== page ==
Growing interest in sustainability science leads to new courses in upcoming semester

New courses centered around the complexities of sustainability at global and local levels will be offered at the University of Iowa next semester.


Ryan Adams

The University of Iowa Office of Sustainability in the Communication Center on October 21, 2019. The Office of Sustainability is partnering with University Dining to reduce waste at Iowa. (Ryan Adams/The Daily Iowan)

Mitchell Griffin, News Reporter

The University of Iowa will see four new courses in the spring semester for a field that is increasingly popular among new students: sustainability sciences. These “made-from-scratch” courses will highlight the deeply interdisciplinary nature of the program and the intricate systems it deals with.

UI Assistant Professor in Geographical Sustainability Sciences Carly Nichols and Undergraduate Academic Coordinator in Geographical Sustainability Sciences Caroline Garske have seen new and incoming students be inspired and gain interest in the Geographical and Sustainability Sciences program.

“I think [the interest] is there because the younger generations do really have [sustainability] at the forefront of their minds,” Garske said. “The major is one of the first of its kind. It’s not a super common program offered at other institutions.”

Garske said the new courses are designed around the new sustainability science major, which started this fall.

“A lot of the logic behind the major had to do with the fact that sustainability and the things that go into are really complex. It’s hard to deal with those issues with a singular perspective, so it’s truly interdisciplinary,” Garske said.

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UI Geographical and Sustainability Sciences Associate Professor Silvia Secchi  and Nichols will both have new courses next semester that dive into the complexities of sustainability, the pair said.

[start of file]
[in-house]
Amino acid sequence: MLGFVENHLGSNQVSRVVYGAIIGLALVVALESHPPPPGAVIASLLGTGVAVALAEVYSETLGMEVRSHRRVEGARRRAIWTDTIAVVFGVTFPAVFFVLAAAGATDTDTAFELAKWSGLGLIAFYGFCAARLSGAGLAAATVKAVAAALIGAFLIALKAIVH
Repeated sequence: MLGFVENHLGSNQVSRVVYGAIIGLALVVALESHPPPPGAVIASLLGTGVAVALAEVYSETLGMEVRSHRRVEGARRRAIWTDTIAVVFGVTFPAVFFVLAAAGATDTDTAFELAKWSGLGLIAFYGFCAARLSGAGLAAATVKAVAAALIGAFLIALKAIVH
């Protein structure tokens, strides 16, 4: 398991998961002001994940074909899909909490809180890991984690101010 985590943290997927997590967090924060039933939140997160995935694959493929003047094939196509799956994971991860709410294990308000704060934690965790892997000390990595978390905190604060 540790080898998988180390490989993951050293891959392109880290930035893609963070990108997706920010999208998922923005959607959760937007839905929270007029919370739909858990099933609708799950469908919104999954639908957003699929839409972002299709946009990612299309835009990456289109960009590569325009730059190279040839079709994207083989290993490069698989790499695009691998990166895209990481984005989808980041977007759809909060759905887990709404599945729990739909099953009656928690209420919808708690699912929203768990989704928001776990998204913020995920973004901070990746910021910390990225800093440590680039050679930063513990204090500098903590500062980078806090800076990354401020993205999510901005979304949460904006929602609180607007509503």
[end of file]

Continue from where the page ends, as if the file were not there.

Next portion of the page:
“The course that I’ll be teaching in the spring is a focus on positive case studies of communities that are going against the international status quo of sustainable development to articulate their own ideas,” Nichols said.

Nichols’ profile of work focuses on the impacts of globalization on human health and agriculture, especially in India. Secchi’s academic history is also rooted in agricultural sustainability.

Originally trained as an environmental economist, Secchi said her profession spans across various disciplines of environmental policy and her expertise in agricultural policy.

“I really believe in place-based education,” Secchi said. “I want to bring examples that are local and ones that think globally like the Amazon and Nile rivers, along with the Missouri and Mississippi, which gives [the course] a strong local anchor [and] local perspective.”

Due to Iowa’s intense agricultural production, Secchi and Nichols each said they see integrating the state’s practices as vital in educating students about sustainability.

“Iowa has a strong agricultural economy, and it is dominated by corn and soy and chemical-intensive agriculture,” Nichols said.

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She said a lot of chemical run-off problems are driven by government subsidies and ethanol mandates that promote the overproduction of corn and soy.

Secchi emphasized that Iowa is the most important state behind California in terms of agricultural production. Secchi said that current production systems are very good at just a few things — like Iowa’s leading production in corn, soy, eggs, and hogs — but lack of a diverse landscape is a problem.

However, agriculture can still end up being part of the solution, Secchi said.

“Agriculture has the potential to mitigate climate change. It’s at the forefront of what sustainability means in the 21st century,” Secchi said.

Garske, Nichols, and Secchi all stressed the importance of sustainability sciences in building systems that reduce the amount of substantial damage being done to the environment today.

“We call it a major for the future,” Garske said. “This is going to be a part of pretty much government and every business. In almost every sector, if they don’t already have a sustainability functionary or person thinking about these issues, they’re going to need one sooner or later.”